Head-To-Head Public Article Preview: ORCC Versus GSBD

The following information was previously provided to subscribers of Premium BDC Reports along with:

  • ORCC and GSBD target prices/buying points
  • ORCC and GSBD risk profiles, potential credit issues, and overall rankings. Please see BDC Risk Profiles for additional details.
  • ORCC and GSBD dividend coverage projections (base, best, worst-case scenarios). Please see BDC Dividend Coverage Levels for additional details.

Young Business Boys Making Money

The Big Boys Continue To Pile Into This Dividend Sector

As mentioned in “The Big Boys Continue To Pile Into This Dividend Sector: ORCC” Business Development Companies (“BDCs”), like REITs almost 20 years ago, want institutional investors and the scale that comes with them. Many of the largest asset managers have been actively building assets in the sector including BlackRock, Goldman Sachs Group, Franklin Templeton, The Blackstone Group, Barings, Apollo, The Carlyle Group, Ares Management, KKR & Co. Inc., Oaktree Capital Management, TPG Capital, Bain Capital, and Blue Owl. However, Ares and Apollo have managed Ares Capital (ARCC) and Apollo Investment (AINV) for quite a while as compared to others. This article discusses Goldman Sachs BDC (GSBD)and Owl Rock Capital (ORCC). There are now 20 publicly traded BDCs with more than $1 billion in assets and I have discussed many of them over the last few months (see list below) and will try to cover the others in upcoming articles.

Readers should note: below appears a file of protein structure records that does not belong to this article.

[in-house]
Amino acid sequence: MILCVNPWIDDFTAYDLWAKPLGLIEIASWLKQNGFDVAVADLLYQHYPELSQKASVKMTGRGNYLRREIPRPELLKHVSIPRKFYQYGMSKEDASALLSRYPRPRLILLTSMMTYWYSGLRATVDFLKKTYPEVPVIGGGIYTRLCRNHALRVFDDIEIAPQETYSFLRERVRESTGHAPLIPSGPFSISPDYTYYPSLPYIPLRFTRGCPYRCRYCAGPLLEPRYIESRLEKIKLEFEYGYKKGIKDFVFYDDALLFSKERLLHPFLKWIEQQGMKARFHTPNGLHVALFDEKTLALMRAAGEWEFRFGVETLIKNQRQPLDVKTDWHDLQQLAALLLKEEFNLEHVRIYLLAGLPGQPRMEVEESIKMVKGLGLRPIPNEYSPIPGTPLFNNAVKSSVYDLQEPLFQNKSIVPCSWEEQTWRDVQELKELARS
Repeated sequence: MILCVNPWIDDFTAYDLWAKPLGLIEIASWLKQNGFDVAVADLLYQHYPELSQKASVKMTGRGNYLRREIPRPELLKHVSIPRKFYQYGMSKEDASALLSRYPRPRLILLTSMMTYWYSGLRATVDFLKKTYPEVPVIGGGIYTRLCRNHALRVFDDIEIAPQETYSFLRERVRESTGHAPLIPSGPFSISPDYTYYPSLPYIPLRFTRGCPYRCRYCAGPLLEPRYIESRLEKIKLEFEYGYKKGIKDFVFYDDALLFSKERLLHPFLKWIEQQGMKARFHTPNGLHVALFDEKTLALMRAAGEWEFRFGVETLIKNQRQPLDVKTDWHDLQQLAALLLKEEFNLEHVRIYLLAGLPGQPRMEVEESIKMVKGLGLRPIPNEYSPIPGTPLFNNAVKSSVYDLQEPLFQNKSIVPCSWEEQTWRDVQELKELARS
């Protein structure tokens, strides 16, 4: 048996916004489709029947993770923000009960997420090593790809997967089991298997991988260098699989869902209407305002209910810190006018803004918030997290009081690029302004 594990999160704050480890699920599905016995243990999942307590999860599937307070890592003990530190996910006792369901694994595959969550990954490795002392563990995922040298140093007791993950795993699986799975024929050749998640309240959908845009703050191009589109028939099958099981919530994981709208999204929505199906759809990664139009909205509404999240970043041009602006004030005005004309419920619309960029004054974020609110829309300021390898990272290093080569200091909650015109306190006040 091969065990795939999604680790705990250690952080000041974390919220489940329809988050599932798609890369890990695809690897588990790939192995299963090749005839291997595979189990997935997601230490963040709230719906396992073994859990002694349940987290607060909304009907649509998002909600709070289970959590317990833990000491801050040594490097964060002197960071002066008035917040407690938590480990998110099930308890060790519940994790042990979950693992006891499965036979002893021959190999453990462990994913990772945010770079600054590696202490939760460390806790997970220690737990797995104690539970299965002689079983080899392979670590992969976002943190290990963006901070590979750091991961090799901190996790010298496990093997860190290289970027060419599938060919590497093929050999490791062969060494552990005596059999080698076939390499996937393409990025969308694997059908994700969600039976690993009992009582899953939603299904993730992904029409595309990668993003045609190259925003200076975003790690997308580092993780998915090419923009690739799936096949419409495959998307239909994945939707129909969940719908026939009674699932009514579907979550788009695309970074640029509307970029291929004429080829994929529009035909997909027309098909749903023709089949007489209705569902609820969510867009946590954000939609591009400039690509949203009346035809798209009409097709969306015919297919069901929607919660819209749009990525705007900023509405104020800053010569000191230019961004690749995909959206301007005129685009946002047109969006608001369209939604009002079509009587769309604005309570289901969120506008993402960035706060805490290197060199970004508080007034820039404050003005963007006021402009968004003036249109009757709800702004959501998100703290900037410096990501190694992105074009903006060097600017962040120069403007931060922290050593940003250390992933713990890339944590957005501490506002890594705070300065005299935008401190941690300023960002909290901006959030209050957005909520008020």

These 13 asset management companies combined manage more than $16.5 trillion in assets (up from $11 trillion in early 2020), and there will likely be continued positive changes to regulations over the coming quarters driving up multiples for current investors. Please keep in mind that higher multiples mean higher prices (and lower yields) as the BDC sector continues to attract more attention and respect from the investment community especially given how they performed during the pandemic. Most BDCs seem to be in a virtuous circle of improving asset quality supporting a lower cost of capital driving improved earning, NAV, and dividend increases. Many have recently issued very low rate unsecured notes and refinanced their balance sheets including Owl Rock Capital (ORCC) and Goldman Sachs BDC (GSBD) as discussed in this article.

Portfolio Mix and Credit Quality